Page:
He does not beat about the Bush

Giles Clarke is 54 and at the height of his powers and what is more he is clearly sure he is using them wisely. He will not want to be in charge of the organisation that has the England Test team as its frontispiece and see it fail to bring back theAshes. By Ted Corbett.

The men who lead the England and Wales Cricket Board seem to be in two distinct categories.

There are the enterprising, determined, progressive types of whom Lord MacLaurin is the obvious example. M’Lud wasted no time once he took over in 1998. Within a few weeks he had improved the lot of the Test players to an extent even they cannot have anticipated and by the time his second term as chairman was finished the whole organisation was more modern and buzzing with excitement.

There have been other chairmen who have made a rather less dramatic impact but still ensured that what has become a vast organisation is running smoothly.

Both Denis Silk and David Morgan controlled the ECB with no more than a steady hand on the tiller but with an easy authority.

Now the Board is under the energetic management of one Giles Clarke, a self-made man of money, a brainy fellow who makes his mind up with such determination that he cannot be shaken out of his beliefs. He is a leader from the front if ever there was one. Even though Lord MacLaurin was at one time chairman of Tesco, one of the largest supermarkets in the world, and went on to lead the immense Vodafone, he is not certain to win a race against Clarke, for whom the term entrepreneur seems inadequate. Legend has it that he paid his university fees by gambling; the record shows that he bought a bankrupt wine business and sold it at a huge profit, that he built up a pet shop and sold that to the Americans and that at this moment he has fingers in a range of businesses. He took over Somerset and insisted it must be successful. He has a degree in Persian with Arabic, which sounds as if it might be a useful skill at a time when the game is expanding in the Middle East.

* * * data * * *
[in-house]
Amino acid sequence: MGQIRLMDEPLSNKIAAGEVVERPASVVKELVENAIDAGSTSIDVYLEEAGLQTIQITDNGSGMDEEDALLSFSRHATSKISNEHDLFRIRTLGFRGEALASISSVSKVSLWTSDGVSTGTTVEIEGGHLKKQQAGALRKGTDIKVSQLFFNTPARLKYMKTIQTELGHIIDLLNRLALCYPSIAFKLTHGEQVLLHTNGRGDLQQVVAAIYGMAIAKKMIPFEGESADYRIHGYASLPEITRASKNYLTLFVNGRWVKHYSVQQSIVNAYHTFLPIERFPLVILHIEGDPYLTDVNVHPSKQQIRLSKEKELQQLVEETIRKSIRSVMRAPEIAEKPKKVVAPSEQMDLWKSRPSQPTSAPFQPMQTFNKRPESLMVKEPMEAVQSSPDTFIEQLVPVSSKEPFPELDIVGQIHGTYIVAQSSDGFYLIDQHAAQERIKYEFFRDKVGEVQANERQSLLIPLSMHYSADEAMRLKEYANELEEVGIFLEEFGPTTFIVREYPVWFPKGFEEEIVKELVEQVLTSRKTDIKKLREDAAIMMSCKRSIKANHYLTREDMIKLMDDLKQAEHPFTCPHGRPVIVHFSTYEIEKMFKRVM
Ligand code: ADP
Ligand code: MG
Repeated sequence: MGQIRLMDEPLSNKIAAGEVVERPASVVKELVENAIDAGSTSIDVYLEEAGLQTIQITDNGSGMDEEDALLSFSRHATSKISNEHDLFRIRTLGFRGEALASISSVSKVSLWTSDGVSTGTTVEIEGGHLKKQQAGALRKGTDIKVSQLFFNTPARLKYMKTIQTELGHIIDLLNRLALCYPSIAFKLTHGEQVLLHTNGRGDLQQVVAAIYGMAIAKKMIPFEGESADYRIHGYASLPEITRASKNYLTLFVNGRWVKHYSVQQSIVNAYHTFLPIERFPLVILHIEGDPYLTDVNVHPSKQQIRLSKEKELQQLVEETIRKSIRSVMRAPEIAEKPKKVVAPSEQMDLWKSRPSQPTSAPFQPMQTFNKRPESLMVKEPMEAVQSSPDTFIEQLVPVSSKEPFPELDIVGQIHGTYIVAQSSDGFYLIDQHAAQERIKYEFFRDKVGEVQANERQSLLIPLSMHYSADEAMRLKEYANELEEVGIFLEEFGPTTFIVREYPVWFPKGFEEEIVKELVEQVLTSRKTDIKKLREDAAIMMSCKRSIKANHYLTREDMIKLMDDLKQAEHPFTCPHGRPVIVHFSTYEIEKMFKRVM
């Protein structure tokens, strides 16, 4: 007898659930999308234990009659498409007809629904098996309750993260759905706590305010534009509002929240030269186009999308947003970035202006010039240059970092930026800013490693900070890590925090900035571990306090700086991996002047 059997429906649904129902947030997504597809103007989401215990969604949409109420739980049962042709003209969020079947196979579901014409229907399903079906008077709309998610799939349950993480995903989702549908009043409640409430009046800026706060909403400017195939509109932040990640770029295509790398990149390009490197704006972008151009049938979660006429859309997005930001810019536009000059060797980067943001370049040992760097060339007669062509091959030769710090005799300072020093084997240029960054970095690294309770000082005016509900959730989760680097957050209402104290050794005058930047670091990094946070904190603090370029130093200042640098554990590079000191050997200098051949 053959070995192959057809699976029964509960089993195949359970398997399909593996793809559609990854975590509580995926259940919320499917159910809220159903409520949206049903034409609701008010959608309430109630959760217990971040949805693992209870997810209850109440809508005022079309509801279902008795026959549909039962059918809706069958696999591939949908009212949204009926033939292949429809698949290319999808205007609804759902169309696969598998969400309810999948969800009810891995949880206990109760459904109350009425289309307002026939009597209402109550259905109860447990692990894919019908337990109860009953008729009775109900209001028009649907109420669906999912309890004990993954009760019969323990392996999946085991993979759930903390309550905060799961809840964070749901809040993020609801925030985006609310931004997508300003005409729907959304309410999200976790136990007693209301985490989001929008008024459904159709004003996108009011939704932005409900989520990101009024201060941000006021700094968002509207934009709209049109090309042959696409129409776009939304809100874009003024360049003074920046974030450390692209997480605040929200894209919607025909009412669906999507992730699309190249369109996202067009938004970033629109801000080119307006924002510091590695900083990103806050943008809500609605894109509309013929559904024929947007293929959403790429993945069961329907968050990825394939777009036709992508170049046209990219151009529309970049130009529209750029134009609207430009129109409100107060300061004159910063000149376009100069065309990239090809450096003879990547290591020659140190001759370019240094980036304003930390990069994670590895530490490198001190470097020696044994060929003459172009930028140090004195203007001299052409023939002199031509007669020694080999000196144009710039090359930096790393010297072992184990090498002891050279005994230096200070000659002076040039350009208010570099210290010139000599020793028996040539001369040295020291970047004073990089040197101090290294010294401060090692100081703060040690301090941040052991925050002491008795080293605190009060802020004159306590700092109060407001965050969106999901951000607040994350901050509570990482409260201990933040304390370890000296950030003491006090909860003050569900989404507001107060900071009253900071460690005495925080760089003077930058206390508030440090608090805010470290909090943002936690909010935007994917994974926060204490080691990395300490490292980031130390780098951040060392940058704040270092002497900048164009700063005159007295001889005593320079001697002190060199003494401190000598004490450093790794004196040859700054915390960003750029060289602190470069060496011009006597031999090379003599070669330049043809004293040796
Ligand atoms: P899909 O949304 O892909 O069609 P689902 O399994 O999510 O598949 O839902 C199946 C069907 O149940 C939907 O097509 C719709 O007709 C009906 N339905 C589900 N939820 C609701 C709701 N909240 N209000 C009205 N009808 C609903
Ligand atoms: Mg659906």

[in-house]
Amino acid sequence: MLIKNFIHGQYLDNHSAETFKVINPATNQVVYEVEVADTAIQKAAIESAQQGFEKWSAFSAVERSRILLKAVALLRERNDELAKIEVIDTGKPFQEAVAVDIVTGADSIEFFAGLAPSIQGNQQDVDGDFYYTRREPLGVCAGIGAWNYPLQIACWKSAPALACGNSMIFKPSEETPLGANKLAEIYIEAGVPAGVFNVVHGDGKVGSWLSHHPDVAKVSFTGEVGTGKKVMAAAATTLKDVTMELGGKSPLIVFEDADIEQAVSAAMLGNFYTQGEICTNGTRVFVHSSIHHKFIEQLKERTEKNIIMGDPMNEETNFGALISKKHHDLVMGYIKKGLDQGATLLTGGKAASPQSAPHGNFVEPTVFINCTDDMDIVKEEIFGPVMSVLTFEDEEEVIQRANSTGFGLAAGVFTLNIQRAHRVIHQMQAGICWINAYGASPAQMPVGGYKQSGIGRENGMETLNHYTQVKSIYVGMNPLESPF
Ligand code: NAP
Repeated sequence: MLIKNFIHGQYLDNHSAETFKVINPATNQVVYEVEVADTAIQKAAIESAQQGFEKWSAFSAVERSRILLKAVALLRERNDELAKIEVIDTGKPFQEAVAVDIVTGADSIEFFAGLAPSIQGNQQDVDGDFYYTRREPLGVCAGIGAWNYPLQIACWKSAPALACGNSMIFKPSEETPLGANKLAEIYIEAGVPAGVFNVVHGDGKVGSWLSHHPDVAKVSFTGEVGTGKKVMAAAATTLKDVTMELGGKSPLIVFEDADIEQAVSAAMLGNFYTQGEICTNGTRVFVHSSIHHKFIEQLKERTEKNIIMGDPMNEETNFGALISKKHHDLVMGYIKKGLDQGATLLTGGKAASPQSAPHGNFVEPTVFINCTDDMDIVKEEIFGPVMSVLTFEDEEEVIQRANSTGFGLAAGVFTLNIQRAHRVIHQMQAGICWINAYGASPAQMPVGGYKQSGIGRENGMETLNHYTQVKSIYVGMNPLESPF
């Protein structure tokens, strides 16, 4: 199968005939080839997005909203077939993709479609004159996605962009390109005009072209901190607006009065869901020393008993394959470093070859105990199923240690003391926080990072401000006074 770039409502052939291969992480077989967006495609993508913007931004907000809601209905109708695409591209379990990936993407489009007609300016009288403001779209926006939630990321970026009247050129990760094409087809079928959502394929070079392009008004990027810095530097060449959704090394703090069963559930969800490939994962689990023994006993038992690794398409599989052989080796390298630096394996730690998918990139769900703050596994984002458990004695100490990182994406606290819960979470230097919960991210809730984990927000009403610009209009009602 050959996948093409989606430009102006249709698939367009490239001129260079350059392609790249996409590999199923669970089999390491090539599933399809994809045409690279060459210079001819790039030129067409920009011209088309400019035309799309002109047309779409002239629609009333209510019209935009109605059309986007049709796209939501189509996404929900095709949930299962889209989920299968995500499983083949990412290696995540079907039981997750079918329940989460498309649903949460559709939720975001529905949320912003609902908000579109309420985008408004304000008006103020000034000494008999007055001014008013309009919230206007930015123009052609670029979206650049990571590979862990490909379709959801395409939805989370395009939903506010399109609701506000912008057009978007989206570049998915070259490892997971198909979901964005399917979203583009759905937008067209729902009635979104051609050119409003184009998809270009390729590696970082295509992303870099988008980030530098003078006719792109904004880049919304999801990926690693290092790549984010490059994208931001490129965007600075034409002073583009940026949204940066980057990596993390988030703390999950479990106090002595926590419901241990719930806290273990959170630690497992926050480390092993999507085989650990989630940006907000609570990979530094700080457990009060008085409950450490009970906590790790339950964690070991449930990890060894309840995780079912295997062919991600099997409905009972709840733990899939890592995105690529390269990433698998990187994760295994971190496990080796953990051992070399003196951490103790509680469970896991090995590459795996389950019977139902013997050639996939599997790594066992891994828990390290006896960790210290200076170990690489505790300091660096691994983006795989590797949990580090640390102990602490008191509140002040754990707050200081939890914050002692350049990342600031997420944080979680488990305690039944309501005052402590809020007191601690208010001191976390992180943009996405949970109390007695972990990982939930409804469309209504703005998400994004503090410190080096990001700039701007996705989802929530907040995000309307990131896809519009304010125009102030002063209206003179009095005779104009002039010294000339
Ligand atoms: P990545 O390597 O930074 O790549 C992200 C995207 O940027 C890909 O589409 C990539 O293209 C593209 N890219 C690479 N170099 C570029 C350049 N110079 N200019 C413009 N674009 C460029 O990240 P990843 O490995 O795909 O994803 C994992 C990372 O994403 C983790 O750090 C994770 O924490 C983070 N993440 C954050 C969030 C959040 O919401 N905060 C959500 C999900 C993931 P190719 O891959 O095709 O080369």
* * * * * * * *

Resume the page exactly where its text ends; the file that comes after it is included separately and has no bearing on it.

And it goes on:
He is 54 and at the height of his powers and what is more he is clearly sure he is using them wisely. He will not want to be in charge of the organisation that has the England Test team as its frontispiece and see it fail to bring back the Ashes.

Admirable. Yet there is a single reason to wonder if his entrenched attitudes are right at this time.

That reason is the sudden eruption of Twenty20 cricket which has created enough money to make even Clarke blink and has made every England cricketer reach out to find whether he can have a share of those riches. Clarke does not beat about the bush. He has said every time he is asked that he does not want the star England players to take part in next spring’s Twenty20 tournament and begin the Ashes series tired.

“If they play they may lose their England place and they will not want that,” he says but there are many people who think he is whistling in the dark. Kevin Pietersen and Andrew Flintoff will not turn aside the sort of money on offer from the IPL and ICL and surely they have the right to go for the gold.

If England drop them there will be other enterprising businessmen to make them even bigger offers.